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By Nsim Team
Those who become wildlife managers have a keen interest in biodiversity and the protection of our natural resources; but it takes than that.To become a wildlife manager, you also need the right education, experience, skill set and attitude.
WHO IS WILDLIFE MANAGER?
Wildlife managers focus on the management of various kinds of species in a given ecosystem. Management of these species may include risk management, data tracking and care. These professionals have a general knowledge of the species they manage, including their lifecycles and movement patterns. They also tend to have an understanding of variety of science fields, including ecology, hydrology and husbandry. Wildlife managers must also be able to communicate any findings of their research with the public, other scientists and policymakers through detailed reports or presentations.
WHAT IS THE ELIGIBILITY OF WILDLIFE MANAGER?
If you are interested in pursuing a career in wildlife management, you have a number of undergraduate degree programs from which to choose. Bachelor's programs in environmental sciences, natural resource management, conservation, biology or forestry all prepare you for different disciplines within a wildlife management career. Many programs allow you to concentrate your studies on a specific aspect of the field, such as fisheries or forestry.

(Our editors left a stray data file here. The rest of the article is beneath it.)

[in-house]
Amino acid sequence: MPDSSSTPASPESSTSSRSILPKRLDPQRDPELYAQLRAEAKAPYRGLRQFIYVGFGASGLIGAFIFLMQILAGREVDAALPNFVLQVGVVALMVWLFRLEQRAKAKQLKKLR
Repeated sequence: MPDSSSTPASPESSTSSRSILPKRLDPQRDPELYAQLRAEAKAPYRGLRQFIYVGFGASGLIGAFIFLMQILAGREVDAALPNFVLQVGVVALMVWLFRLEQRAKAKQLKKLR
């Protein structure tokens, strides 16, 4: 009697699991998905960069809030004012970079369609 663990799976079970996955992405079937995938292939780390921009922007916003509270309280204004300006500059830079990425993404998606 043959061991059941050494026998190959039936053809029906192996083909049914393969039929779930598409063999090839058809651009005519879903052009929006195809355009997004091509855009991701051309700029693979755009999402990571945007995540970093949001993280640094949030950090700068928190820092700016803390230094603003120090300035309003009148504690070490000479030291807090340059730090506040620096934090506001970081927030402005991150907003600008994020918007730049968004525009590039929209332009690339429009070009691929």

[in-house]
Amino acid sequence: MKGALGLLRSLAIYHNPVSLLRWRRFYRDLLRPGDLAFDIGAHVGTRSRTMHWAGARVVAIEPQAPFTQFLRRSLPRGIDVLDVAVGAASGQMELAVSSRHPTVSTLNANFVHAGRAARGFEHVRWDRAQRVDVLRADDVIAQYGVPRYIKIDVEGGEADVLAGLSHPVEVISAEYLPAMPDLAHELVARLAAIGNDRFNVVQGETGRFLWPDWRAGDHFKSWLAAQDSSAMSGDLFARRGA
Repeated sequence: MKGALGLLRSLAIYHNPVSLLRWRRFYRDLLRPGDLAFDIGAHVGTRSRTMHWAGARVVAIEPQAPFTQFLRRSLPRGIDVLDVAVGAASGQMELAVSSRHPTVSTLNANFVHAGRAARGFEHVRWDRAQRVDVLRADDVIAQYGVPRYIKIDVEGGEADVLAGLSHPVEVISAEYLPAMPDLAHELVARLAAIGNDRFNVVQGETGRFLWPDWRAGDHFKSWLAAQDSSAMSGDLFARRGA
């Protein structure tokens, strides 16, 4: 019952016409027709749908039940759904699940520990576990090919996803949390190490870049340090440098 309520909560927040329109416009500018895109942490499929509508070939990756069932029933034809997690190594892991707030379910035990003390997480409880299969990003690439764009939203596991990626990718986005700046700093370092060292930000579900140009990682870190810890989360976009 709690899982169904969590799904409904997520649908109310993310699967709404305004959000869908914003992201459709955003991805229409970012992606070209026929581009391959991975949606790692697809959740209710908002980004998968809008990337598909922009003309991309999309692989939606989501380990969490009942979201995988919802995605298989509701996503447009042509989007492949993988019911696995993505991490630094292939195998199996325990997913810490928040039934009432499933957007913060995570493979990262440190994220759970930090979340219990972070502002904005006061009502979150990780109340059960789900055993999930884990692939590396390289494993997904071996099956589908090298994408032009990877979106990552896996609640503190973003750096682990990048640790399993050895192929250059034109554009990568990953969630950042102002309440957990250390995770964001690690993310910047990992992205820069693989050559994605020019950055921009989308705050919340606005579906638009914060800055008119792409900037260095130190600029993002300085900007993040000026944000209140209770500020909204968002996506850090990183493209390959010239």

Master's and doctoral programs in wildlife management and conservation might be ideal if you're interested in becoming a conservation scientist or researcher. Graduate degrees also qualify you for teaching positions at elementary, secondary and postsecondary levels.
SKILLS NEEDED TO BECOME WILDLIFE MANAGER
The following is a list of attributes that may be a requirement of employment as a wildlife manager. If they are not a requirement of employment, they are almost always considered excellent assets to have when applying for wildlife manager jobs.
Wildlife Manager Specific Skills
• Knowledge and experience in the field of wildlife/natural resources management
• Knowledge of the legislation concerning wildlife management
• An understanding of the balance of needs between human development and wildlife protection
• Must be able to make decisions aimed at a certain species while taking into consideration the entire ecosystem
• An understanding of ecological principles such as carrying capacity, disturbance and succession
• Familiarity with techniques management techniques such as reforestation, pest control, nitrification and de-nitrification, irrigation, coppicing and hedge laying
• The ability to work with dangerous, nuisance, sick and injured wild animals
• Excellent communication and interpersonal skills
• The ability to work with minimal supervision
• Volunteer experience in the community
• Work experience in a position involving responsibility and trust
• Work experience in a position involving significant interaction with the public
• Ability to speak and understand a second language
• First Aid and/or CPR certification is typically considered an asset
WHO HIRES WILDLIFE MANAGERS?
Wildlife managers can either work in the public or the private sector. The federal government is the largest employer of wildlife managers, although any agency, firm or governmental departments that need someone to manage wildlife usually employ them. Possible employers include:
• Animal sanctuaries or reserves
• Conservation organizations
• Land reclamation companies
• Municipal, provincial/state or federal government
• Private consulting firms